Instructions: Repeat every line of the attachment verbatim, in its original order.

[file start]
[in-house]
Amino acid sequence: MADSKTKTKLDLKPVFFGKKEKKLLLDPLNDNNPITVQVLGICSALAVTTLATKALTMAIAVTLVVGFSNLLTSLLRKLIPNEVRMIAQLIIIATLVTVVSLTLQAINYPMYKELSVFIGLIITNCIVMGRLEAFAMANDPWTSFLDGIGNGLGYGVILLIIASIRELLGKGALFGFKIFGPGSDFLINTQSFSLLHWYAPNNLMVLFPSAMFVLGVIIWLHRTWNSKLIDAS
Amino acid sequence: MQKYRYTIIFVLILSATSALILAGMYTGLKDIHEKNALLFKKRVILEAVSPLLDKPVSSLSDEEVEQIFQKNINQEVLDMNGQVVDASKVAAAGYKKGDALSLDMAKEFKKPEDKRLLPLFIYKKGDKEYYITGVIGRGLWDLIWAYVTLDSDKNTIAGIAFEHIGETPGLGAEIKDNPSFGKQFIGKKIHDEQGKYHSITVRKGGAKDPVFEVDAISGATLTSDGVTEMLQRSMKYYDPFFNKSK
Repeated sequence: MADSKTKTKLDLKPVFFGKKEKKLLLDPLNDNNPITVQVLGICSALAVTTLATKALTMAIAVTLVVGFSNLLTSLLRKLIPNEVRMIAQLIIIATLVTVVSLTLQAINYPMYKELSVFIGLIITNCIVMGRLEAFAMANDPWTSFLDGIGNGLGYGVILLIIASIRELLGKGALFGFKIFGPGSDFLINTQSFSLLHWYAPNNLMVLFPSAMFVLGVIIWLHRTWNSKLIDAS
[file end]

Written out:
[in-house]
Amino acid sequence: MADSKTKTKLDLKPVFFGKKEKKLLLDPLNDNNPITVQVLGICSALAVTTLATKALTMAIAVTLVVGFSNLLTSLLRKLIPNEVRMIAQLIIIATLVTVVSLTLQAINYPMYKELSVFIGLIITNCIVMGRLEAFAMANDPWTSFLDGIGNGLGYGVILLIIASIRELLGKGALFGFKIFGPGSDFLINTQSFSLLHWYAPNNLMVLFPSAMFVLGVIIWLHRTWNSKLIDAS
Amino acid sequence: MQKYRYTIIFVLILSATSALILAGMYTGLKDIHEKNALLFKKRVILEAVSPLLDKPVSSLSDEEVEQIFQKNINQEVLDMNGQVVDASKVAAAGYKKGDALSLDMAKEFKKPEDKRLLPLFIYKKGDKEYYITGVIGRGLWDLIWAYVTLDSDKNTIAGIAFEHIGETPGLGAEIKDNPSFGKQFIGKKIHDEQGKYHSITVRKGGAKDPVFEVDAISGATLTSDGVTEMLQRSMKYYDPFFNKSK
Repeated sequence: MADSKTKTKLDLKPVFFGKKEKKLLLDPLNDNNPITVQVLGICSALAVTTLATKALTMAIAVTLVVGFSNLLTSLLRKLIPNEVRMIAQLIIIATLVTVVSLTLQAINYPMYKELSVFIGLIITNCIVMGRLEAFAMANDPWTSFLDGIGNGLGYGVILLIIASIRELLGKGALFGFKIFGPGSDFLINTQSFSLLHWYAPNNLMVLFPSAMFVLGVIIWLHRTWNSKLIDAS